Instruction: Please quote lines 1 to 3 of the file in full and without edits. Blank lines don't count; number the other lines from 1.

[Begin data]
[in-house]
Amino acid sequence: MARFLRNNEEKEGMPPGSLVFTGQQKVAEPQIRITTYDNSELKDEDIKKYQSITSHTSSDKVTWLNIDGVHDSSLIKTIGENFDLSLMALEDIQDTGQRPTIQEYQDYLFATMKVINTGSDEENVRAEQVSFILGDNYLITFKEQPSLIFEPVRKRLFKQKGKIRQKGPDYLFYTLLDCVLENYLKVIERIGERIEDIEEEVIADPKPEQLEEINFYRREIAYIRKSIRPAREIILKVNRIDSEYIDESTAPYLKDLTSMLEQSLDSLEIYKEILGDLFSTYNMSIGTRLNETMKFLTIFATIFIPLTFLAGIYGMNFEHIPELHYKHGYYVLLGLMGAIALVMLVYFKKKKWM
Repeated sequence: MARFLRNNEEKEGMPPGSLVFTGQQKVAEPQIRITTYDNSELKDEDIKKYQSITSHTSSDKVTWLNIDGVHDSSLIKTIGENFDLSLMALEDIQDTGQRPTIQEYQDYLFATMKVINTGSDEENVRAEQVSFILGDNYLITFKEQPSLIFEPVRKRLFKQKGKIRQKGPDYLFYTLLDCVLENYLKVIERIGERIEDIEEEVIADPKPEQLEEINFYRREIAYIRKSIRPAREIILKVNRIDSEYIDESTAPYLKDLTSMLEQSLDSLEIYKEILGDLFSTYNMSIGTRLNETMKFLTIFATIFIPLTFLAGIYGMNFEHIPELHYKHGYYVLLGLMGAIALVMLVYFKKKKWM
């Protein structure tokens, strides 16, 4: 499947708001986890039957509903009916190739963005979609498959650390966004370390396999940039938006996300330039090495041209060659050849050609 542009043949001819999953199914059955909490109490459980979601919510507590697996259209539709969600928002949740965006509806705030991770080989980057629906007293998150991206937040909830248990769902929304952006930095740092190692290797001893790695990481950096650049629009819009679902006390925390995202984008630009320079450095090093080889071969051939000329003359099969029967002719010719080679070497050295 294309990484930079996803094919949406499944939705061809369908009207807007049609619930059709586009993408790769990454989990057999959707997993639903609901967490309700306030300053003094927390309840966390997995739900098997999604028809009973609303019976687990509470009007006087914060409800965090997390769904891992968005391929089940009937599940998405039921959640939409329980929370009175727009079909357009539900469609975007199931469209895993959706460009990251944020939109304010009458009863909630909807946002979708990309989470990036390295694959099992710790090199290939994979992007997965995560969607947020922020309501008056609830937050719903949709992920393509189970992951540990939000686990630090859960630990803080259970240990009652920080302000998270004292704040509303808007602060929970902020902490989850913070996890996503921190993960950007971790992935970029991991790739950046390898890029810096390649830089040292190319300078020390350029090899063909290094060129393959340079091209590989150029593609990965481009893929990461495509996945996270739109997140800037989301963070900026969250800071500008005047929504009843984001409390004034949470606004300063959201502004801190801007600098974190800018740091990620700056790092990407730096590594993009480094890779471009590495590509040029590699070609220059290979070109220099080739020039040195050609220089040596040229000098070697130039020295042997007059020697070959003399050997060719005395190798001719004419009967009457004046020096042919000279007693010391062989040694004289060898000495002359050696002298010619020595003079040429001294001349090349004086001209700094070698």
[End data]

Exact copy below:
[in-house]
Amino acid sequence: MARFLRNNEEKEGMPPGSLVFTGQQKVAEPQIRITTYDNSELKDEDIKKYQSITSHTSSDKVTWLNIDGVHDSSLIKTIGENFDLSLMALEDIQDTGQRPTIQEYQDYLFATMKVINTGSDEENVRAEQVSFILGDNYLITFKEQPSLIFEPVRKRLFKQKGKIRQKGPDYLFYTLLDCVLENYLKVIERIGERIEDIEEEVIADPKPEQLEEINFYRREIAYIRKSIRPAREIILKVNRIDSEYIDESTAPYLKDLTSMLEQSLDSLEIYKEILGDLFSTYNMSIGTRLNETMKFLTIFATIFIPLTFLAGIYGMNFEHIPELHYKHGYYVLLGLMGAIALVMLVYFKKKKWM
Repeated sequence: MARFLRNNEEKEGMPPGSLVFTGQQKVAEPQIRITTYDNSELKDEDIKKYQSITSHTSSDKVTWLNIDGVHDSSLIKTIGENFDLSLMALEDIQDTGQRPTIQEYQDYLFATMKVINTGSDEENVRAEQVSFILGDNYLITFKEQPSLIFEPVRKRLFKQKGKIRQKGPDYLFYTLLDCVLENYLKVIERIGERIEDIEEEVIADPKPEQLEEINFYRREIAYIRKSIRPAREIILKVNRIDSEYIDESTAPYLKDLTSMLEQSLDSLEIYKEILGDLFSTYNMSIGTRLNETMKFLTIFATIFIPLTFLAGIYGMNFEHIPELHYKHGYYVLLGLMGAIALVMLVYFKKKKWM